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Construction Delays

By: , Posted on: October 20, 2017

construction delays

Construction is risky business. And, the financial risks are great. Construction projects are bid under fierce competition with small margins. Even simple projects require the coordination of many trades under demanding conditions and challenging timeframes. This is rendered all the more challenging because most projects do not go exactly according to plan. The competition, the big risks, the small margins, and the project complexity are a recipe for conflict.

One of the biggest risks is that the project will not complete on time. The cost of a lost day on a construction project can be staggering. Unfortunately, even the most sophisticated practitioners can find it difficult to identify and quantify delays. This is true despite the fact that we have ever more sophisticated scheduling tools available to plan and manage project time.

While the parties’ management teams are able to analyze and assess most factors related to a change, delays remain difficult for the parties to the construction project to understand and accurately measure. Consequently, even though the parties can often reach compromises related to most aspects of a change, the delay component sometimes keeps them from reaching resolution. As a result, most construction claims include a component related to delays. Because the expertise required to reliably and convincingly assess delays and delay damages often goes beyond that of the participants, experts are hired to analyze delays to help the parties resolve their difference, prepare for mediation, and prepare for arbitration or trial.

This book addresses the topic of construction delays, the resulting effects, and damages. This is a timely subject, since the failure to meet schedules can result in serious consequences with unprecedented cost implications. The financial significance of delays demands that the project owner, general contractor, construction manager, designer, subcontractors, and suppliers educate themselves regarding delays and the associated added costs. This book is designed to serve as a primer for that education process. All too many texts on this subject focus on the legal perspective, in legal language. This book is intended as a practical, hands-on guide to an area of construction that is not well understood.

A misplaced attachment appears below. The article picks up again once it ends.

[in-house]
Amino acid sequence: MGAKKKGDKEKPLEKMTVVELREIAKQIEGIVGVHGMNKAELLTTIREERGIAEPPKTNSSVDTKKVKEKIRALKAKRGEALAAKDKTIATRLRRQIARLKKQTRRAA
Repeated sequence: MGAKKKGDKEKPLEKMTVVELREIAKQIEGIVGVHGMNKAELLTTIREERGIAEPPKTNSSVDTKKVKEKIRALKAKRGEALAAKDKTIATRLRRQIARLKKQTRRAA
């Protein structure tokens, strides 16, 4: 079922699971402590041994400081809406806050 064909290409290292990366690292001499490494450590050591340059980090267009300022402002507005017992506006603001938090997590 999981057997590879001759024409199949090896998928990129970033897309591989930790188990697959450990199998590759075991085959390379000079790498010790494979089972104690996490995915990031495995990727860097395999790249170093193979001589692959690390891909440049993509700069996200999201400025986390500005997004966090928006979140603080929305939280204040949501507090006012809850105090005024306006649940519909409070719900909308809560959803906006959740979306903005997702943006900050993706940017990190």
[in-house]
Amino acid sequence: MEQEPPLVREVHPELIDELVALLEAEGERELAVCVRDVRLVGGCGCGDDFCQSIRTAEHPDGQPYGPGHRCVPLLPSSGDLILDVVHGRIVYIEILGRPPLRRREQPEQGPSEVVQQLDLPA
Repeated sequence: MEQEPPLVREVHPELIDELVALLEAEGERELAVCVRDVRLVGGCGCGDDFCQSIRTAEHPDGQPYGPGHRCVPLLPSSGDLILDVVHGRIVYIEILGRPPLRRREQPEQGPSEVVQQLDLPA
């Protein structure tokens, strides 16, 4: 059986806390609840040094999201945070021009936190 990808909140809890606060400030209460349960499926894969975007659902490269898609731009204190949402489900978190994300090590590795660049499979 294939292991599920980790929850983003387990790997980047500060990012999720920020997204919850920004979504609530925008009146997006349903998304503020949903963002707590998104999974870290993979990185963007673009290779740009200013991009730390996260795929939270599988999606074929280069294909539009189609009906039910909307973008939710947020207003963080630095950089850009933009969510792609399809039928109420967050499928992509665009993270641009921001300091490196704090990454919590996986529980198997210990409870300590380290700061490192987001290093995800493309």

All construction industry professionals should know the basic types of delays and understand the situations that give rise to entitlement to additional compensation for delay. Most importantly, they should understand how a project schedule and project documentation can be used to determine whether a delay occurred, quantify the delay, and assess the cause of the delay. They should also be able to assess the delay’s effects on the project and quantify any costs or damages.

Many techniques are used to analyze delays. Some of these methods have inherent weaknesses and should be avoided. This book points out the shortcomings of these faulty methods and explains how a delay analysis should be performed. This book describes—specifically—how the analysis is done with Critical Path Method (CPM) schedules. The discussion will cover the subtleties of the process, such as shifts in the critical path, and noncritical delays.

The subject of damages is covered in detail, including the major categories of extended field overhead and unabsorbed home office overhead costs. Likewise, the damages suffered by the owner, either actual or liquidated, are also explained.

Chapters are devoted to managing the risk of delays and time extensions from the viewpoints of the various parties to a construction project and to common contract provisions governing time and the cost of time. A discussion of early completion schedules, concurrent delays, inefficiency, and constructive acceleration is also included.

The authors’ substantial experience in analyzing delays and quantifying damages provides the readers with numerous benefits, including:

  • A clear, concise definition of the major types of delays
  • A simple, practical explanation of how delays must be analyzed
  • A detailed explanation of how delays are defined and quantified for projects with CPM schedules, bar charts, or no schedule at all
  • A glimpse of some of the less obvious problems associated with delays, such as delays to noncritical activities
  • An understanding of the shortcomings of some delay analysis methods that may not provide reliable results
  • A detailed understanding of the many areas where costs can increase and how to calculate these costs
  • An understanding of the risks that delays present to various parties to the Project, and how each of those parties can manage those risks
  • Examples of common contract provisions related to scheduling, delays, and delay costs

An explanation of delays and delay costs, presented in a straightforward, accessible manner, should be useful to public and private owners, construction managers, general contractors, subcontractors, designers, suppliers, and their attorneys.

Want to read more?

construction delays

Construction Delays

  • Features greatly expanded discussion of the project management concerns related to construction delays, including a more comprehensive discussion of the development and review of the project schedule
  • Offers a detailed analysis of the strengths and weaknesses of the most common construction delay approaches and how they should be properly deployed or avoided
  • Includes significant discussion of the contract provisions governing scheduling, the measurement of delays and payments for delay
  • Includes numerous real world case studies

The book is available now on ScienceDirect. Want your own copy? Enter STC317 when you order on Elsevier.com and save up to 30%!

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